Temperate, crystal clear waters to swim and palm-fringed, white sand beaches to stroll. An archipelago of over 300 unspoiled islands to explore. The painted face and bangled-arm of a tribeswoman selling the intricate stitched artwork of her ancestors and an indigenous community that repelled colonization, banned international development and restricted mass tourism, people who hold firmly to their traditional roots. The San Blas islands are a living history, a preserved native culture, a protected archipelago; they are a different world from the remainder of the Caribbean cruising grounds and are as close as you can get to experiencing the Pacific islands without leaving the Atlantic Ocean.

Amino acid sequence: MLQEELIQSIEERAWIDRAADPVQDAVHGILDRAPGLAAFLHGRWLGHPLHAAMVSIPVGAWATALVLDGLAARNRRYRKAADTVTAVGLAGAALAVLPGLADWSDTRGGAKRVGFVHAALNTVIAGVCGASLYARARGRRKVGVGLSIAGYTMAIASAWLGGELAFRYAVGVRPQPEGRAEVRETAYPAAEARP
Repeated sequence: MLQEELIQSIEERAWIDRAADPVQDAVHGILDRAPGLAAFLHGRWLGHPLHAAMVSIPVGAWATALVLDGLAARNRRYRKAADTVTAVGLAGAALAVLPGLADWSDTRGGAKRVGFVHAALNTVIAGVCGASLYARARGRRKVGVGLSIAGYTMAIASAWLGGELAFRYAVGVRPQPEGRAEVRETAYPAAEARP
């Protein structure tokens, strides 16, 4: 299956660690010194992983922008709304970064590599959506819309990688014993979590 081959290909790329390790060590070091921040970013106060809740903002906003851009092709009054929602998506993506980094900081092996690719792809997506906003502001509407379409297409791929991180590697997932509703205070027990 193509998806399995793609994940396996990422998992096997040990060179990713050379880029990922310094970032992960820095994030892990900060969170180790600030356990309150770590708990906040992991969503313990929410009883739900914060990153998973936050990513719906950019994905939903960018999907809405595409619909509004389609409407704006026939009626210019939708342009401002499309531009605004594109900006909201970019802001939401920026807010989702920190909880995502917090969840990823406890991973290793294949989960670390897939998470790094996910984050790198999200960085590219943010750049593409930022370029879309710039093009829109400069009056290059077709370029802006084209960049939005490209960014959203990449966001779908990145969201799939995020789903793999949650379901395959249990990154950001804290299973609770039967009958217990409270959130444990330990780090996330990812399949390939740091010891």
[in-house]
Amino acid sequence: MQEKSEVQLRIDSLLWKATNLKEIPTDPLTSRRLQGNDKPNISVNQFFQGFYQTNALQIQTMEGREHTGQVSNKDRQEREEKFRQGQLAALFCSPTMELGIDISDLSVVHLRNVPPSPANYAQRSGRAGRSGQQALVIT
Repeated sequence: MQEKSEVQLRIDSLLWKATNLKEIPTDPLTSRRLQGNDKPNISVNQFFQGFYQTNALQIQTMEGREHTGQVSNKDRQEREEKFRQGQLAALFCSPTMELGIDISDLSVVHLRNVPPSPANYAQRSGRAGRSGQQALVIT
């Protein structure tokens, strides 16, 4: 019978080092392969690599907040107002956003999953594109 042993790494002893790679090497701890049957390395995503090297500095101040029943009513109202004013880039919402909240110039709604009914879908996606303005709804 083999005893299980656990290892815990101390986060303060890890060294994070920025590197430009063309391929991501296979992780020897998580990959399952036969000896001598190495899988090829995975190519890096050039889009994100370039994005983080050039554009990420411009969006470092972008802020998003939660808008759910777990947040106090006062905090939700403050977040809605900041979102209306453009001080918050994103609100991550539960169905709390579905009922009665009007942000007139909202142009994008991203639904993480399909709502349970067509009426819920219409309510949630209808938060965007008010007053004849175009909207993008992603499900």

Located along the Caribbean coast of northern Panama, the San Blas islands stretch 100 miles along the southern Caribbean Sea between the border of Colombia and the Gulf of San Blas. Officially renamed Guna Yala by the Panamanian government in 2011, the majority of islands are small uninhabited islets and cays, and the 49 islands that are inhabited are generally occupied by no more than a family or two living on land passed down to them through the generations. Tradition runs deep within the Kuna Yala culture, and it would be fair to say it is the best preserved indigenous South American culture to this day. Subsistence fishing and coconut cultivation generates their main income, and sale of the unique layered fabric panels made by the Kuna women, the Mola, is also a large part of the economy.